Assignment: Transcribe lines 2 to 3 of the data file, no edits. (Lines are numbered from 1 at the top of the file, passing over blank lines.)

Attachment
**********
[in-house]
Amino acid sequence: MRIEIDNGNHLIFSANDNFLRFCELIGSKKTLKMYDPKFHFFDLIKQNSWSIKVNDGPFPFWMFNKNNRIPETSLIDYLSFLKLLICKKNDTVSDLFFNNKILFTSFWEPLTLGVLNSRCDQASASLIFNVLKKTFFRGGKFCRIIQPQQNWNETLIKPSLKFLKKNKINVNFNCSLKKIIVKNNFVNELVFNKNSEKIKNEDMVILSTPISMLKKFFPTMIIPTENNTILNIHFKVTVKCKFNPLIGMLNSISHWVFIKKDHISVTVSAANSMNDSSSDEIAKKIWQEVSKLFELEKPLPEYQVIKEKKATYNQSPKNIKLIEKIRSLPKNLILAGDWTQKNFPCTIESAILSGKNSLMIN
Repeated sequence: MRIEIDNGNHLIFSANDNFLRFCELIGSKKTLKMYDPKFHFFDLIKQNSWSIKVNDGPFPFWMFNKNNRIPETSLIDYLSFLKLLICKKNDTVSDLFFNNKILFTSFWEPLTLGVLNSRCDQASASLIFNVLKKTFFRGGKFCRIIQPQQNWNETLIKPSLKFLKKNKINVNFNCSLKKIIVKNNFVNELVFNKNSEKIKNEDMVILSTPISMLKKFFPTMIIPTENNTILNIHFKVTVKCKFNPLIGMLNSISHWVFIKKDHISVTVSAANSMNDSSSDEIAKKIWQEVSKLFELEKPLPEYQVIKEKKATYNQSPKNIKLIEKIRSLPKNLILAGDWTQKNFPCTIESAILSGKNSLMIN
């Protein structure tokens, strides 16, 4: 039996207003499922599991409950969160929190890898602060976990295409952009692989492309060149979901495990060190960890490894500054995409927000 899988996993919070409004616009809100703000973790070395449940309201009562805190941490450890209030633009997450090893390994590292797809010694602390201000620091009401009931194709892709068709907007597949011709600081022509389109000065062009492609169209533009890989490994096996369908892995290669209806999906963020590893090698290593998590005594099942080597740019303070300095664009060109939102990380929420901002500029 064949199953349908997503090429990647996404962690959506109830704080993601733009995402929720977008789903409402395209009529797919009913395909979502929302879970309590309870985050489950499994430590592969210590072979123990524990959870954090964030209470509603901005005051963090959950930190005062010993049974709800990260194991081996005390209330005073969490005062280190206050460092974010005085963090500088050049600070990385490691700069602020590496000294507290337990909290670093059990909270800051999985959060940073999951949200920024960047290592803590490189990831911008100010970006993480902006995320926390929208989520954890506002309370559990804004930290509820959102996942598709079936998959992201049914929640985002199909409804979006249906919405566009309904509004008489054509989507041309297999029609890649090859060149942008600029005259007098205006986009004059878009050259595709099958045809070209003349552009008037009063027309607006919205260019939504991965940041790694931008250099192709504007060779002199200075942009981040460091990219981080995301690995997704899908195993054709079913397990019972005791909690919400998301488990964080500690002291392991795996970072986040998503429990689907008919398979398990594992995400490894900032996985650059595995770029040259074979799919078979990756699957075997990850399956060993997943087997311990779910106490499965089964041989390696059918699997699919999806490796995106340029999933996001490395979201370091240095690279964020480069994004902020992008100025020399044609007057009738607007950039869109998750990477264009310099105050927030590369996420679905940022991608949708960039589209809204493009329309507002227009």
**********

Amino acid sequence: MRIEIDNGNHLIFSANDNFLRFCELIGSKKTLKMYDPKFHFFDLIKQNSWSIKVNDGPFPFWMFNKNNRIPETSLIDYLSFLKLLICKKNDTVSDLFFNNKILFTSFWEPLTLGVLNSRCDQASASLIFNVLKKTFFRGGKFCRIIQPQQNWNETLIKPSLKFLKKNKINVNFNCSLKKIIVKNNFVNELVFNKNSEKIKNEDMVILSTPISMLKKFFPTMIIPTENNTILNIHFKVTVKCKFNPLIGMLNSISHWVFIKKDHISVTVSAANSMNDSSSDEIAKKIWQEVSKLFELEKPLPEYQVIKEKKATYNQSPKNIKLIEKIRSLPKNLILAGDWTQKNFPCTIESAILSGKNSLMIN
Repeated sequence: MRIEIDNGNHLIFSANDNFLRFCELIGSKKTLKMYDPKFHFFDLIKQNSWSIKVNDGPFPFWMFNKNNRIPETSLIDYLSFLKLLICKKNDTVSDLFFNNKILFTSFWEPLTLGVLNSRCDQASASLIFNVLKKTFFRGGKFCRIIQPQQNWNETLIKPSLKFLKKNKINVNFNCSLKKIIVKNNFVNELVFNKNSEKIKNEDMVILSTPISMLKKFFPTMIIPTENNTILNIHFKVTVKCKFNPLIGMLNSISHWVFIKKDHISVTVSAANSMNDSSSDEIAKKIWQEVSKLFELEKPLPEYQVIKEKKATYNQSPKNIKLIEKIRSLPKNLILAGDWTQKNFPCTIESAILSGKNSLMIN